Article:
Millay had turned her back on the scene and was gulping her beverage without pausing for breath.
“Slow down,” Olivia scolded. “You’re not supposed to guzzle Chivas Regal. It’s not a Slurpee.”
“This is what I look like when I’m celebrating,” Millay said, and wiped her mouth with the back of her hand. She had yet to greet Rawlings or Harris.
And then Olivia realized what was wrong. For some reason Millay hadn’t told Harris about her good fortune, and here he was on the verge of finding out along with everyone else.
Olivia looked at him. Though he was smiling at Laurel and saying, “Yeah, I’m totally psyched for her,” he was unable to conceal the hurt in his eyes. Olivia couldn’t blame him. After all, he and Millay had been dating for months, possibly even a year. Olivia wasn’t good at remembering such anniversaries, but she knew that if Rawlings had received that letter and hadn’t told her first, privately, so they could revel in the news together, she would have felt slighted. The slight would then fester into anger. Over time, it would cause a small rift between them. She could almost imagine a crack forming in the hardwood flooring beneath her feet, a fissure meant to separate Harris and Millay.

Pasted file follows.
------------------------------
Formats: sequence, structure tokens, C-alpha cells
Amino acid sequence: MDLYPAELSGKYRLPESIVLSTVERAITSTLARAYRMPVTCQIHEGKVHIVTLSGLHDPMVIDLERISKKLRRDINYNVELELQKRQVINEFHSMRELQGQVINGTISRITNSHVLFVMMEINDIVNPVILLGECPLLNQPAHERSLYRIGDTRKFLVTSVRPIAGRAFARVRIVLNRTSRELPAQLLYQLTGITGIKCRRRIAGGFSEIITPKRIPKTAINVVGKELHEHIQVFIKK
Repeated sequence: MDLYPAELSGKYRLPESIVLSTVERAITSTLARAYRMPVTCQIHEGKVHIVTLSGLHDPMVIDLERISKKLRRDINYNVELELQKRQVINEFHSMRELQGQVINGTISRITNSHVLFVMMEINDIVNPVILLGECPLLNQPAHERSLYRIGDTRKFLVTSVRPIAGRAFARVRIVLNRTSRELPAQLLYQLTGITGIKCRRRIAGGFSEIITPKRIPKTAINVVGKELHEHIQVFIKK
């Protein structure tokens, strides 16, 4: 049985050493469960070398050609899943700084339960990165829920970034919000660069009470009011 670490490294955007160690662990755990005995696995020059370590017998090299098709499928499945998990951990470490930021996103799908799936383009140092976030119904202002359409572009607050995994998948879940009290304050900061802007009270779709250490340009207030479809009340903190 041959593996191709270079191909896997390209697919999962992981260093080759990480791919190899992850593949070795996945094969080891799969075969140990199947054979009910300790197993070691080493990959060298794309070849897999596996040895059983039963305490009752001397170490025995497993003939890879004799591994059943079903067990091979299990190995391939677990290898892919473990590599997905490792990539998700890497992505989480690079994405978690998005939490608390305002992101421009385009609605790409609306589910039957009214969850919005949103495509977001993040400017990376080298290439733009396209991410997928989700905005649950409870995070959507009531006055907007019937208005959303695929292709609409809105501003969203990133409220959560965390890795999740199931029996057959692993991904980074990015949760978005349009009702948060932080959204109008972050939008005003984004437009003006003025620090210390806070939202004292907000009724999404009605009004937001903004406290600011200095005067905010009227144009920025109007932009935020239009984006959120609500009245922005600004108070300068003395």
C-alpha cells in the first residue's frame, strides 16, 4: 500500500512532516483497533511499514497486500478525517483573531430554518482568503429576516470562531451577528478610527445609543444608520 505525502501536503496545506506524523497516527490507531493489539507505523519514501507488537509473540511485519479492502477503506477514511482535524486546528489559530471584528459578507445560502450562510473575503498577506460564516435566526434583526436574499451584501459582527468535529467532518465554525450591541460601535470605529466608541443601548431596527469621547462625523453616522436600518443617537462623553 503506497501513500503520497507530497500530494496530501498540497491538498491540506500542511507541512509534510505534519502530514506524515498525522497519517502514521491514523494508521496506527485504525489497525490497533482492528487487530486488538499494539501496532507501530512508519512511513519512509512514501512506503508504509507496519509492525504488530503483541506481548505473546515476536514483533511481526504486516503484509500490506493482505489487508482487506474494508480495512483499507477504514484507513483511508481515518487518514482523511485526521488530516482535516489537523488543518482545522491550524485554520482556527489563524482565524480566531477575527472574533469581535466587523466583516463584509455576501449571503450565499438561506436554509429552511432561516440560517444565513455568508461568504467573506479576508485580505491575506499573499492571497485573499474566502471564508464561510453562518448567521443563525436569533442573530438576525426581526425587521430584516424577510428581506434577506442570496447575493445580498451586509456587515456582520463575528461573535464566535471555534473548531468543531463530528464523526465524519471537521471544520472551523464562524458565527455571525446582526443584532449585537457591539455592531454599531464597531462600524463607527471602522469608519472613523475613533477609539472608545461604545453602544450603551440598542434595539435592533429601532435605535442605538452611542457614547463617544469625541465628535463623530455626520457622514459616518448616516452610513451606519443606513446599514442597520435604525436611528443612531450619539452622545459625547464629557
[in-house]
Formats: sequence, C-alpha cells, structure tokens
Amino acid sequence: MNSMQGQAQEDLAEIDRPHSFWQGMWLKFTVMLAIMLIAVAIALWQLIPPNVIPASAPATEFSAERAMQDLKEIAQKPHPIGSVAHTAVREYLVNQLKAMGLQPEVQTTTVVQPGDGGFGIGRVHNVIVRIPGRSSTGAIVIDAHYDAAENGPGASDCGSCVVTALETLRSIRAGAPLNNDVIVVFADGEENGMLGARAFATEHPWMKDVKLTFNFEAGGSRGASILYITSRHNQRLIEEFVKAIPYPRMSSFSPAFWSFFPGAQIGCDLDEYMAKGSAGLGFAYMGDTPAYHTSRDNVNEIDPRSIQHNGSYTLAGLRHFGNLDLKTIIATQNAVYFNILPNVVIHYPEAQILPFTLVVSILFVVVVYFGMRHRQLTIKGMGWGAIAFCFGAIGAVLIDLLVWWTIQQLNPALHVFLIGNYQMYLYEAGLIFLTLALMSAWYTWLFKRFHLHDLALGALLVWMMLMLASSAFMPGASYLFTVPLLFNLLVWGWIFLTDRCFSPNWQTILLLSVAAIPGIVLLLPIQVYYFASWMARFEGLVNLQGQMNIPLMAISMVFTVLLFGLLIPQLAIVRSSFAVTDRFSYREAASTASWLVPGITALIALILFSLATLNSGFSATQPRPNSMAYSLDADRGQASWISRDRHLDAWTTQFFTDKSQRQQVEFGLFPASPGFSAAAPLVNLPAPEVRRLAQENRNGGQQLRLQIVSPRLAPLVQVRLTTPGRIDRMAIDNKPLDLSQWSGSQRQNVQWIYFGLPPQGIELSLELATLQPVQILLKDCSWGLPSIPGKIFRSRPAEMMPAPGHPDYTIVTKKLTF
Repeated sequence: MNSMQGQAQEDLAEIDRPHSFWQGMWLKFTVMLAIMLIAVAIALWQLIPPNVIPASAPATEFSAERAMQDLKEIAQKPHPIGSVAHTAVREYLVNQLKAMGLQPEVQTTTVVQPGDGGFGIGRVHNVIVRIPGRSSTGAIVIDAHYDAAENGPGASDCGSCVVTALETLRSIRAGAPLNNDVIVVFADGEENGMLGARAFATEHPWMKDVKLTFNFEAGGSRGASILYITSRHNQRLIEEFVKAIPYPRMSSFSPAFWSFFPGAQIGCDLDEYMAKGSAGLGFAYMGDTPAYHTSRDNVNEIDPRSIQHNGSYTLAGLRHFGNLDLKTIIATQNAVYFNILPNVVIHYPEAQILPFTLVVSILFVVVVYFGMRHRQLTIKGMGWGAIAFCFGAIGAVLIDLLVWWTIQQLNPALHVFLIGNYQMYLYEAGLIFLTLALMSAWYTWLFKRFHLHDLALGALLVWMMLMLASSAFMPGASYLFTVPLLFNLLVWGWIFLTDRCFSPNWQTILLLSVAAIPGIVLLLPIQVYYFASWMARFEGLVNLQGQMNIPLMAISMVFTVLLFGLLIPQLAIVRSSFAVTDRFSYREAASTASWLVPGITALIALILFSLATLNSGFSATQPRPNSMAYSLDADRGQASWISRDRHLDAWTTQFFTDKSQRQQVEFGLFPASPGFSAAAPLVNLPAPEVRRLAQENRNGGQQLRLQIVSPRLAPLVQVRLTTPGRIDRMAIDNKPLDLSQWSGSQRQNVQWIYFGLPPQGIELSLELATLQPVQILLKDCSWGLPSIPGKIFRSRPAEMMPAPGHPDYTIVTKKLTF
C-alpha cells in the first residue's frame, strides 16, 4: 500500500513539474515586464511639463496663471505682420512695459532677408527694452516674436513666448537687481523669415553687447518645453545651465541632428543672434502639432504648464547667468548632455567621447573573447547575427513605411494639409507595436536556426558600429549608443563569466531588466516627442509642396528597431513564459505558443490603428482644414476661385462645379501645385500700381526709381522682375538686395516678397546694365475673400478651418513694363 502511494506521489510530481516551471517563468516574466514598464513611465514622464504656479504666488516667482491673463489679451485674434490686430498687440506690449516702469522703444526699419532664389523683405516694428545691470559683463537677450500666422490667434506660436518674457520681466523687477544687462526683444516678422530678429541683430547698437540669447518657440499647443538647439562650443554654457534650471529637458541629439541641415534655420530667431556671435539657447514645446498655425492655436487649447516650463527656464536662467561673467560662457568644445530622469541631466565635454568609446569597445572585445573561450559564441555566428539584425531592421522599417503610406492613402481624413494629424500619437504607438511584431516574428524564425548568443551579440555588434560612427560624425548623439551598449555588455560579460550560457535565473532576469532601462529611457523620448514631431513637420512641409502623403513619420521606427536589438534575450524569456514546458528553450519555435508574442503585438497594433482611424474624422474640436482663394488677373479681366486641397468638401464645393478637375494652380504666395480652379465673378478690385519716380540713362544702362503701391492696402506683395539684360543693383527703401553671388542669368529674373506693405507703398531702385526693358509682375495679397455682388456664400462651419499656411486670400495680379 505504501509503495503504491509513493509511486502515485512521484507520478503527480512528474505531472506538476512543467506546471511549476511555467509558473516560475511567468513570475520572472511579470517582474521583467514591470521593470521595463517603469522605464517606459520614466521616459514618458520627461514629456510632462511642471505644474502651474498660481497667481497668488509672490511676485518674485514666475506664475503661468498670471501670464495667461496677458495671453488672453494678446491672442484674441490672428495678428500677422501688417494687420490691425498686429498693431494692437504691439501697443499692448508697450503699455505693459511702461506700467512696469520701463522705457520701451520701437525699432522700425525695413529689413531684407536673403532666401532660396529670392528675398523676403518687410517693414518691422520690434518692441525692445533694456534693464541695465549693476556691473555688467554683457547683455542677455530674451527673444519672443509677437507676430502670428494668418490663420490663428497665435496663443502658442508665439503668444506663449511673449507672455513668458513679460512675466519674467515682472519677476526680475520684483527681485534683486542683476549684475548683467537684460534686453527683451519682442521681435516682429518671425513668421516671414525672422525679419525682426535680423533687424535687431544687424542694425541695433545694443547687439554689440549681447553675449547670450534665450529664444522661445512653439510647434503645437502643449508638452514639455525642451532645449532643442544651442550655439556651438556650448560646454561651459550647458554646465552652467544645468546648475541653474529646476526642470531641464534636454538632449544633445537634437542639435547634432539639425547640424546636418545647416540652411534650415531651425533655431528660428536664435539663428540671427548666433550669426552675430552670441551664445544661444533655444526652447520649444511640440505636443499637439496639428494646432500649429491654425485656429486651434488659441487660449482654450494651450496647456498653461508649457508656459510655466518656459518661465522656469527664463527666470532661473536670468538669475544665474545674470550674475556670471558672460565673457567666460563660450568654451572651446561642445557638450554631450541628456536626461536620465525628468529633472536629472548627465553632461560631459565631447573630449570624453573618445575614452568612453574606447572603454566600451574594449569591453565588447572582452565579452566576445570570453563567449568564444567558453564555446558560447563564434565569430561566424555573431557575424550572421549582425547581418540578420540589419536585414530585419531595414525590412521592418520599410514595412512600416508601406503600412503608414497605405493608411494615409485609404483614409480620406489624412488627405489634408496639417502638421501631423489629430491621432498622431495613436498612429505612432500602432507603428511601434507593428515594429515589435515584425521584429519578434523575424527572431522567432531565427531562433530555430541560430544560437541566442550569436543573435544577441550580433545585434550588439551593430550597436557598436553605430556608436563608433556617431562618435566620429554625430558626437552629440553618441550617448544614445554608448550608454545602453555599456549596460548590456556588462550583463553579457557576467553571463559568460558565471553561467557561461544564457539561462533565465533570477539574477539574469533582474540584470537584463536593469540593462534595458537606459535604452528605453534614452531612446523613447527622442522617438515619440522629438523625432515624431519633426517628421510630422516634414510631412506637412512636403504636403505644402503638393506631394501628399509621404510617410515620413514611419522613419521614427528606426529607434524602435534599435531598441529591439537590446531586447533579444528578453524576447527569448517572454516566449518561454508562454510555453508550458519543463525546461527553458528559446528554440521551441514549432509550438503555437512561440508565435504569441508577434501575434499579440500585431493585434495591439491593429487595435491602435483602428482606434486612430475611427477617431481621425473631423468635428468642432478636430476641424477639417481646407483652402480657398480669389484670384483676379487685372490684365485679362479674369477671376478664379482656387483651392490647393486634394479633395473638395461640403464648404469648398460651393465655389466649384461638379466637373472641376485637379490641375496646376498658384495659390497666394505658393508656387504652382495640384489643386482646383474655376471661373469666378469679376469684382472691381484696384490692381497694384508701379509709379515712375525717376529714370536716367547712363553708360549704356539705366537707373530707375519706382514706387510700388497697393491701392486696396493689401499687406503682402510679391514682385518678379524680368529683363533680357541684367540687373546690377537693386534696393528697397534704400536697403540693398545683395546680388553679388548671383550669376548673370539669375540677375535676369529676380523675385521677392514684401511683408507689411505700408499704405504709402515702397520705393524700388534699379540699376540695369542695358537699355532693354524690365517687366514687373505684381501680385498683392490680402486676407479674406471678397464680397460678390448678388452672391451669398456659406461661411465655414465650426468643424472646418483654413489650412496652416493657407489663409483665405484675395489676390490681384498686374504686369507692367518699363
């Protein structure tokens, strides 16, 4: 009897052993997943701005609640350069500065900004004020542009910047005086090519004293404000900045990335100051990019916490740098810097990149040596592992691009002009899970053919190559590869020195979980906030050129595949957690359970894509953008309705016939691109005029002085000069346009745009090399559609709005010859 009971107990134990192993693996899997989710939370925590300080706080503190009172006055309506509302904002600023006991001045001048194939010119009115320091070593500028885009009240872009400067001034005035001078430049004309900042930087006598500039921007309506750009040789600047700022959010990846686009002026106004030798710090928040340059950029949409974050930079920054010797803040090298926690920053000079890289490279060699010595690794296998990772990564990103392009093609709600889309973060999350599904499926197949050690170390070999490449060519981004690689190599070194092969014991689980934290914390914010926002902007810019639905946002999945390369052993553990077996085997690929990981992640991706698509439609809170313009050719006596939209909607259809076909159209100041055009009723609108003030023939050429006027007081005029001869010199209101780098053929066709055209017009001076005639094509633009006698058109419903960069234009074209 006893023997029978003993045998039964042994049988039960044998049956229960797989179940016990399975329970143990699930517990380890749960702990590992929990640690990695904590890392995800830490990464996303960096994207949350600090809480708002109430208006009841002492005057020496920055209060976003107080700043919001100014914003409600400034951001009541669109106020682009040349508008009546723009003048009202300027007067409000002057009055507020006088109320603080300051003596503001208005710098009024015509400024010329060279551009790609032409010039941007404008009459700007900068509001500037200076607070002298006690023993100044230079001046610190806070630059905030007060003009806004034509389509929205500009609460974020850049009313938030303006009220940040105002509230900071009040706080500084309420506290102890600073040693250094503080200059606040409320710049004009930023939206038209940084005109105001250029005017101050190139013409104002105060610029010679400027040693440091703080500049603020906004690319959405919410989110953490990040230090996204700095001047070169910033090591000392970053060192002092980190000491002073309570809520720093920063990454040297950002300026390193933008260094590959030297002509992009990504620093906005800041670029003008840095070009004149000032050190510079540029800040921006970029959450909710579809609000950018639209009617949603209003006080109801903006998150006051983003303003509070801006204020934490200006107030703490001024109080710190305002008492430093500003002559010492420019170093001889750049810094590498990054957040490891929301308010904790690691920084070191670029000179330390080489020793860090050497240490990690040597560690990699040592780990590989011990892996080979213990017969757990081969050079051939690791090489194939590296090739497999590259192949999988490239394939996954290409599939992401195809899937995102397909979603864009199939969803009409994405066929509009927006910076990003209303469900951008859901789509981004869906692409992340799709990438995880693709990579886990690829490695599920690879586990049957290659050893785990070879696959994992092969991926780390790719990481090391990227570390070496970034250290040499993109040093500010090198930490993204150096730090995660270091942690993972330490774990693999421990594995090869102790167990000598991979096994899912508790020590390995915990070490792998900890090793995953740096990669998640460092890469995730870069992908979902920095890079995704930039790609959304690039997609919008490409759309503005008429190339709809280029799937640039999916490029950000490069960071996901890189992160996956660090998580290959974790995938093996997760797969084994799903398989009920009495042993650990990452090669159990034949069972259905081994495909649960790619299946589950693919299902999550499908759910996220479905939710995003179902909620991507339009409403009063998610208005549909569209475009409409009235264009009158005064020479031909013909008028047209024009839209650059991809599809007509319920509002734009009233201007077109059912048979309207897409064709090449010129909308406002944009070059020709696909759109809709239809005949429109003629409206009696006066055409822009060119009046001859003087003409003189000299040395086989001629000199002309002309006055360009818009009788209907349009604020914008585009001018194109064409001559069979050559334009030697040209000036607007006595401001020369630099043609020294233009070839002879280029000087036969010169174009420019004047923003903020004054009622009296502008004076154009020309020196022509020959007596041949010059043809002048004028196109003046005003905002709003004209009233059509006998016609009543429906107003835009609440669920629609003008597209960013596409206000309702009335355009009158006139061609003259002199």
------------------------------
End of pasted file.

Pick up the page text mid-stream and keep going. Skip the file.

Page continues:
Olivia wondered if Millay would try to repair the damage, but there was an obstinate set to her jaw, and she refused to meet Harris’s penetrating gaze.
“This is incredible,” he said to Millay once Laurel had finally danced out of his way to share a gleeful embrace with Rawlings. The police chief had trouble returning the gesture as he was carrying two six-packs of summer ale in his right hand. After patting Laurel briefly on the shoulder, he edged around her so she could continue to bounce without causing damage to the bottles of beer.
Millay examined the chipped purple polish on her thumbnail. “Yeah,” she said. “I thought everyone should find out together since we all started our books at the same time.”
“Except me,” Olivia reminded her. “And at this rate, I’ll never finish mine. It’s becoming dull. If I’m bored writing it, I can only imagine what a reader would feel reading it.”
“Sometimes dull can be refreshing,” muttered Harris, who cast a sidelong glance at Millay and then sank down into a leather club chair. He busied himself with removing his laptop from its case, placing his green ballpoint pen on the coffee table, and tidying the pages of Olivia’s chapter into a perfectly aligned pile.
“Harris,” Millay began, but was interrupted by the ringing of the doorbell.
“Pizza’s here!” Laurel cried joyfully. “My treat!”
She returned a minute later and placed a trio of large pies onto the counter while Rawlings dug a bottle opener from his pocket. He popped off four caps, releasing a hiss of cool air and the scent of hops from each bottle, and asked Olivia to put two slices of ham and pineapple pizza on his plate.